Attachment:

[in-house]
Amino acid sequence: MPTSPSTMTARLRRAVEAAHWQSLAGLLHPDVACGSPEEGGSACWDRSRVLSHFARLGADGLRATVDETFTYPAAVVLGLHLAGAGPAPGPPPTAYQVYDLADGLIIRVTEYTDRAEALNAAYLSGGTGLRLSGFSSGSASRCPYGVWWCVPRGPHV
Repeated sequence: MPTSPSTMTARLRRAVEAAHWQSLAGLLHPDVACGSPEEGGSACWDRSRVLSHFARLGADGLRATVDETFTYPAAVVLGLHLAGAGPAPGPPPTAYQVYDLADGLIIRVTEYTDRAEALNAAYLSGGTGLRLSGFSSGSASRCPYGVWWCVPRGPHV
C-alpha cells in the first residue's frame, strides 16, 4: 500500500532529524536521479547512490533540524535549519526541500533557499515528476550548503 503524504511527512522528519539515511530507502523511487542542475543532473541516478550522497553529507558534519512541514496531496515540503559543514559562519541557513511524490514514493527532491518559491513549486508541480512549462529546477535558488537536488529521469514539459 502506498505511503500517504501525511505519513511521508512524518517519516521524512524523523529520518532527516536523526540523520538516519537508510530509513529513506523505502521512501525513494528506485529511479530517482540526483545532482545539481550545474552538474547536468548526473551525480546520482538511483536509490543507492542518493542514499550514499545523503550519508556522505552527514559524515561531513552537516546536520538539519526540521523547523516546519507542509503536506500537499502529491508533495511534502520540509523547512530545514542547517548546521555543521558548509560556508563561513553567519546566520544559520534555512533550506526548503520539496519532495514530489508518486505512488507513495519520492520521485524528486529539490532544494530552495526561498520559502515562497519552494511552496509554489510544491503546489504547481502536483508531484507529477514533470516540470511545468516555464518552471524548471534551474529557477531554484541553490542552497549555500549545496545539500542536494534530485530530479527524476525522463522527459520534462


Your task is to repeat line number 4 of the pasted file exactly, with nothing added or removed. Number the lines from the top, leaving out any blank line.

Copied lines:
C-alpha cells in the first residue's frame, strides 16, 4: 500500500532529524536521479547512490533540524535549519526541500533557499515528476550548503 503524504511527512522528519539515511530507502523511487542542475543532473541516478550522497553529507558534519512541514496531496515540503559543514559562519541557513511524490514514493527532491518559491513549486508541480512549462529546477535558488537536488529521469514539459 502506498505511503500517504501525511505519513511521508512524518517519516521524512524523523529520518532527516536523526540523520538516519537508510530509513529513506523505502521512501525513494528506485529511479530517482540526483545532482545539481550545474552538474547536468548526473551525480546520482538511483536509490543507492542518493542514499550514499545523503550519508556522505552527514559524515561531513552537516546536520538539519526540521523547523516546519507542509503536506500537499502529491508533495511534502520540509523547512530545514542547517548546521555543521558548509560556508563561513553567519546566520544559520534555512533550506526548503520539496519532495514530489508518486505512488507513495519520492520521485524528486529539490532544494530552495526561498520559502515562497519552494511552496509554489510544491503546489504547481502536483508531484507529477514533470516540470511545468516555464518552471524548471534551474529557477531554484541553490542552497549555500549545496545539500542536494534530485530530479527524476525522463522527459520534462